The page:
Obama's latest proposals on nuclear stockpiles come two years after New START -- an agreement between the United States and Russia -- went into effect. New START, which stands for Strategic Arms Reduction Treaty, calls for each country to limit its nuclear warhead arsenal to 1,550 by the year 2018.
If fully implemented, his proposals on Wednesday would reduce both stockpiles by another one-third -- to roughly 1,000 warheads for each country. [CNN.com, 6/19/13]
Fox News Dismisses Call To Reduce Nuclear Weapons, Claims It Will Weaken America's Security
Fox News' Charles Krauthammer: Nuclear Arms Reduction Is "Dangerous" And "The Least Important Issue On The Planet." On Special Report, Fox News contributor Charles Krauthammer criticized President Obama for discussing nuclear arms reduction in his Berlin speech, which Krauthammer called "the least important issue on the planet." Krauthammer called Obama "obsessed" with reducing nuclear weapons and dismissed reducing weapons in the U.S. and Russia as "not only useless, but dangerous." Krauthammer concluded by saying that America leading by example on reducing nuclear arsenals is "preposterous." [Fox News, Special Report with Bret Baier, 6/19/13]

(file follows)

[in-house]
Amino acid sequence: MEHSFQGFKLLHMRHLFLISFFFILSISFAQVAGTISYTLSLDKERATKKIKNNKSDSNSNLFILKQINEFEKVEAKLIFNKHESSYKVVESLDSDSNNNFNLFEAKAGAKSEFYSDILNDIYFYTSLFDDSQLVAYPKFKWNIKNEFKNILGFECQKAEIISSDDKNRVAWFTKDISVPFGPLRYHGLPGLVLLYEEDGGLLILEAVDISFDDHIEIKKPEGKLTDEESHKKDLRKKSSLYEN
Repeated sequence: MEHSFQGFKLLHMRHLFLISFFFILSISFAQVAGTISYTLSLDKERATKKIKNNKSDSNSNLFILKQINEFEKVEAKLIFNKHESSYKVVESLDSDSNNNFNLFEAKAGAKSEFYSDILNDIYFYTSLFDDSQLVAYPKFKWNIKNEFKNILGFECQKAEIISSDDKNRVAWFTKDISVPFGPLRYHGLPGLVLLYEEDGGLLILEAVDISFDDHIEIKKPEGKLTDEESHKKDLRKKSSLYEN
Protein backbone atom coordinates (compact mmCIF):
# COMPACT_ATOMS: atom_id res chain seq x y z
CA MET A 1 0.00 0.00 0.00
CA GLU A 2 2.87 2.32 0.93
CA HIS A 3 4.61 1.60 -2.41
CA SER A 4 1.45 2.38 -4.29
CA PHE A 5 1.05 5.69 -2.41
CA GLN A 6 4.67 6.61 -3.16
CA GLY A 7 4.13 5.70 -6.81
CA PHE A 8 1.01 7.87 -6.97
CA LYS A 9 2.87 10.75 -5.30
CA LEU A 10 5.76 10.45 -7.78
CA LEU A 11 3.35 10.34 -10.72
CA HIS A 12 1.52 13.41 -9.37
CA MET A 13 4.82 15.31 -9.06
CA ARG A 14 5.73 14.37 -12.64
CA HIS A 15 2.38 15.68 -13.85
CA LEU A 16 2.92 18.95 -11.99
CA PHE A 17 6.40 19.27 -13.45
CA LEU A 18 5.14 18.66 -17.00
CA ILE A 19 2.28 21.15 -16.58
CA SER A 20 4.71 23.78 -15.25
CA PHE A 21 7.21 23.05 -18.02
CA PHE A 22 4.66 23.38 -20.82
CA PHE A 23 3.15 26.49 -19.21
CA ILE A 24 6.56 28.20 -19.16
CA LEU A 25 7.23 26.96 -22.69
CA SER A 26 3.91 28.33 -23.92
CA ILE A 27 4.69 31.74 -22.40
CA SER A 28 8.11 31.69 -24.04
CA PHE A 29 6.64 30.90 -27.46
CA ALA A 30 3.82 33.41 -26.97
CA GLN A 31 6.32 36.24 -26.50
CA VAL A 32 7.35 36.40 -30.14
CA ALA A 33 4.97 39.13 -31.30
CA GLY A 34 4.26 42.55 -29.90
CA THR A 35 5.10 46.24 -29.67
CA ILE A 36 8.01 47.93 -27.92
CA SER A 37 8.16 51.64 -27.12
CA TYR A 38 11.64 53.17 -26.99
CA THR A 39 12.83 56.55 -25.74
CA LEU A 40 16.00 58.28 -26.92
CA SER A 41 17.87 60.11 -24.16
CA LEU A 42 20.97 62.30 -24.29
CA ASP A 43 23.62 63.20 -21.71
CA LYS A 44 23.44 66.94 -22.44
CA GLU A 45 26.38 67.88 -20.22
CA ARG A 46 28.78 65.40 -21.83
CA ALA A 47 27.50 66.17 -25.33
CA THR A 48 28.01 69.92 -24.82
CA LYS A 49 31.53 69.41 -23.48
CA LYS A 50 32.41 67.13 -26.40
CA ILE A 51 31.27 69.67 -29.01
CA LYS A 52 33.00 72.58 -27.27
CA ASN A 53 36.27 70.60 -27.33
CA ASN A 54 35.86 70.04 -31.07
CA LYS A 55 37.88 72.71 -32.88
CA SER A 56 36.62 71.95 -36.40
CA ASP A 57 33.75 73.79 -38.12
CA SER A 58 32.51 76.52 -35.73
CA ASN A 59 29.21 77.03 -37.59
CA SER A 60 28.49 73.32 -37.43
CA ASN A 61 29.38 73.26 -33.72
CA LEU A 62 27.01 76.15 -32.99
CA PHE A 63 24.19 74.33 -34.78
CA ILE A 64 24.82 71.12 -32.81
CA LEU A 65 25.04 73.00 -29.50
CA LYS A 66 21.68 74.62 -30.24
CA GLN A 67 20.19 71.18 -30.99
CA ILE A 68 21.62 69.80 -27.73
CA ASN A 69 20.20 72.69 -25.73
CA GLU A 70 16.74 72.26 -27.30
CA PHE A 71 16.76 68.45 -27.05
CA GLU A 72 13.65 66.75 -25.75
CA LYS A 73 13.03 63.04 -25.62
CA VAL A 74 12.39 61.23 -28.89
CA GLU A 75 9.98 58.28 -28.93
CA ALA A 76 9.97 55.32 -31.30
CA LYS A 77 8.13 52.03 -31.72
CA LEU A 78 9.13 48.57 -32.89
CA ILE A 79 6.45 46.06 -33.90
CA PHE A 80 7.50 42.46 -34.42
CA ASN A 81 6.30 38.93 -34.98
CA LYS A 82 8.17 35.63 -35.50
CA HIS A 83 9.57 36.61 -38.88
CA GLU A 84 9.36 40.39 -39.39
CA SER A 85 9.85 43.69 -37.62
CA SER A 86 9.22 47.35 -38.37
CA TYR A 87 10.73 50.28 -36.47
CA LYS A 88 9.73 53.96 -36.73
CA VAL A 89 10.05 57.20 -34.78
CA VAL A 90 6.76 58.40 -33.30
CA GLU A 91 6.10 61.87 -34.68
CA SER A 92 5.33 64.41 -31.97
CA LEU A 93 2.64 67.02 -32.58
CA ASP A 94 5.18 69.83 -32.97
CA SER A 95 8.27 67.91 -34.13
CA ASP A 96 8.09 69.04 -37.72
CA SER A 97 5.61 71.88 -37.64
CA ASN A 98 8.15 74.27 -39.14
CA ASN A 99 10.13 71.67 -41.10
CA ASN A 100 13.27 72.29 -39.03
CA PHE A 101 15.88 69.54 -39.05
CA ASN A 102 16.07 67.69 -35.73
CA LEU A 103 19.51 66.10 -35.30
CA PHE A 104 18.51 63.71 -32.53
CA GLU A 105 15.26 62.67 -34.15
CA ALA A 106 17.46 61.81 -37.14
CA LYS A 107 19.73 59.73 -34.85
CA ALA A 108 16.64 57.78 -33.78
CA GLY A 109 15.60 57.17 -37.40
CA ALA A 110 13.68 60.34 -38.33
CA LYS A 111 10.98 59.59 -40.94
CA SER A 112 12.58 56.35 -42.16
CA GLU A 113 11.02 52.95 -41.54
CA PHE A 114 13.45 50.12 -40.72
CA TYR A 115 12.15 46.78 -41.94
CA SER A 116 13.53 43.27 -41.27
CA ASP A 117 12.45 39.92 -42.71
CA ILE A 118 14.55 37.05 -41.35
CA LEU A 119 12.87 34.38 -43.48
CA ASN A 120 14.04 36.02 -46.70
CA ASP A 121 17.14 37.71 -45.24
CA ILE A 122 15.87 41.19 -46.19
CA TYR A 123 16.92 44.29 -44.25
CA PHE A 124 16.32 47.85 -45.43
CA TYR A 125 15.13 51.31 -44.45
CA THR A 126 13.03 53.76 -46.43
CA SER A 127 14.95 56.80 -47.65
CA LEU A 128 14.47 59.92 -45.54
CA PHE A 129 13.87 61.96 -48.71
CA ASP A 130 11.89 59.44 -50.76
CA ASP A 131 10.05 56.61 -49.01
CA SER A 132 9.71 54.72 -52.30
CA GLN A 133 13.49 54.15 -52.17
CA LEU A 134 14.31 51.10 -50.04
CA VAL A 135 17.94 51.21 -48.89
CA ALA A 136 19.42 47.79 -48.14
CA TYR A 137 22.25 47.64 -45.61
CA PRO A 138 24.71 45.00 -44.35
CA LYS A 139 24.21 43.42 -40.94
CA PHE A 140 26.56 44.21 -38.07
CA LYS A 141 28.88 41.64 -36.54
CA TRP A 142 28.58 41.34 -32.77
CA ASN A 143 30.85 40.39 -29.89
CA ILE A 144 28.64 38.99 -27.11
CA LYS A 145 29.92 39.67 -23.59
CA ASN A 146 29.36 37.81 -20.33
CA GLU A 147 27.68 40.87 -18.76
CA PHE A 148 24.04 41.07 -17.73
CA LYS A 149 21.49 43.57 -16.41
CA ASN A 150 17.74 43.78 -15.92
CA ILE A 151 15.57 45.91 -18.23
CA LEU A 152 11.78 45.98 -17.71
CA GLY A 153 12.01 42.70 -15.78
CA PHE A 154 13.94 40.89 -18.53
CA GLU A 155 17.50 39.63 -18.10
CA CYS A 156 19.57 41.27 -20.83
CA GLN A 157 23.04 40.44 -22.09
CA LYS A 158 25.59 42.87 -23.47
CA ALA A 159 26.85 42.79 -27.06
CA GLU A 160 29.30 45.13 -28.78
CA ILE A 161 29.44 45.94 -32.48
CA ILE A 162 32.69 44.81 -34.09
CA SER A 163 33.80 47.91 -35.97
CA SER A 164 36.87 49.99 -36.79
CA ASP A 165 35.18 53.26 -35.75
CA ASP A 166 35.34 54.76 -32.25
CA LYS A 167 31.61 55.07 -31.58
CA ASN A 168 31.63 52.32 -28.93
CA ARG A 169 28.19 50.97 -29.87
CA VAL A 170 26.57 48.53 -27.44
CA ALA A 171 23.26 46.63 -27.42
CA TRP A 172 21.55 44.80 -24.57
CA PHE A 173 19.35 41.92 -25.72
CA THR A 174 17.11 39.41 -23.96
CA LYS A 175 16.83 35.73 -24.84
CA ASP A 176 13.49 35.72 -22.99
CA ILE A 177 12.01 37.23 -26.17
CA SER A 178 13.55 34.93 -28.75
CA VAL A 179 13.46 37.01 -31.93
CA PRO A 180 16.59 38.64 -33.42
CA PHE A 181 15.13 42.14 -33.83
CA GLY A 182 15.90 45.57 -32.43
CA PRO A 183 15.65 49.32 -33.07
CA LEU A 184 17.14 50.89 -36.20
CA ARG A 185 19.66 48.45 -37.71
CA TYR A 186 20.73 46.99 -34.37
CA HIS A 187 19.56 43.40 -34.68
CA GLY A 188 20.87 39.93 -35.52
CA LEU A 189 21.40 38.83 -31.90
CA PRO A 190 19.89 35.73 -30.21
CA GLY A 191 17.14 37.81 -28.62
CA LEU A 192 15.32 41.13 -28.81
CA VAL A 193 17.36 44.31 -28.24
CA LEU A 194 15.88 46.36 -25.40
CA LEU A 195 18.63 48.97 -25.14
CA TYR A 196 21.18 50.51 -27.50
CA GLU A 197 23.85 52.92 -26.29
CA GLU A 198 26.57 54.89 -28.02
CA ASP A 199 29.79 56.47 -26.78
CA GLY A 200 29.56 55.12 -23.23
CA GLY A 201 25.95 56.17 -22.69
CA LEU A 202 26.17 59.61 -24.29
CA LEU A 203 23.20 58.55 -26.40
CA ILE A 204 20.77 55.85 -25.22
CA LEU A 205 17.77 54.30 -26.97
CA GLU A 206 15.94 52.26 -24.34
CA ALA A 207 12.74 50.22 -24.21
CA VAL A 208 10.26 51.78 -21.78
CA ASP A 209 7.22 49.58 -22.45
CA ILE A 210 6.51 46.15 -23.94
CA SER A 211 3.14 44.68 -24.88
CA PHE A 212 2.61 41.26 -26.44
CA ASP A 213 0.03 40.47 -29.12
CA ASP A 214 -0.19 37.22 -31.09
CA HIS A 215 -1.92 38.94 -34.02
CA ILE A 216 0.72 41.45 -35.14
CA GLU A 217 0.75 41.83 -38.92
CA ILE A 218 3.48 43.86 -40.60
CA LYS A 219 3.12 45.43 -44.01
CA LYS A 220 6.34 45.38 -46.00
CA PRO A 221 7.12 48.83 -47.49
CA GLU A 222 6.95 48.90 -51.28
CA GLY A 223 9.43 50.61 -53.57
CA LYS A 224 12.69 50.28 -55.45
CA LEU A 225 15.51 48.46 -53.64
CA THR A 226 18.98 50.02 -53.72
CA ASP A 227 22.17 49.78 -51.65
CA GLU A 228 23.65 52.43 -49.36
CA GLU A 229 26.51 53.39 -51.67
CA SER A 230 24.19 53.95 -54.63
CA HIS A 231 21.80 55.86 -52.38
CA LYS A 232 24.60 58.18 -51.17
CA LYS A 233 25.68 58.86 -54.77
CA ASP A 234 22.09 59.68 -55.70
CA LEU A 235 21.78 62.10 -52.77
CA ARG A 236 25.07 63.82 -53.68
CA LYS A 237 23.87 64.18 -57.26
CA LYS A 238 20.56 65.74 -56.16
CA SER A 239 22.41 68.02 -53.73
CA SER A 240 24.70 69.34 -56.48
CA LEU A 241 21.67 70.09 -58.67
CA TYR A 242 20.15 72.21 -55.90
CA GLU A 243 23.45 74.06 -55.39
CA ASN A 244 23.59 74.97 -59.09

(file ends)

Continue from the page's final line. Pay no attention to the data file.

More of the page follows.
Fox News' The Five Suggests Obama's Speech Ignored Considerations Of America's Safety. The Five co-host Eric Bolling said that Obama's call to reduce the nuclear arsenal is part of the reason why he "has absolutely no clue what he's doing when it comes to foreign policy." Co-host Greg Gutfeld criticized Obama's speech, saying:
GUTFELD: Obama said the world would not be safe with nukes. Who cares about the world? What about the United States? Could you just think about the United States just once, first, before the world? [Fox News, The Five, 6/19/13]
Fox News' John Bolton: Obama's Call To Reduce Nuclear Arms "Is A Program Of Weakness." On Happening Now, Fox News contributor John Bolton said that President Obama "has a very misguided view of the role of American power in the world," and said that his call to reduce nuclear armaments "is a program of weakness" and would encourage other countries to build up their nuclear arsenals. [Fox News, Happening Now, 6/19/13]
But Experts Say America Can Remain Secure While Further Reducing Nuclear Arsenal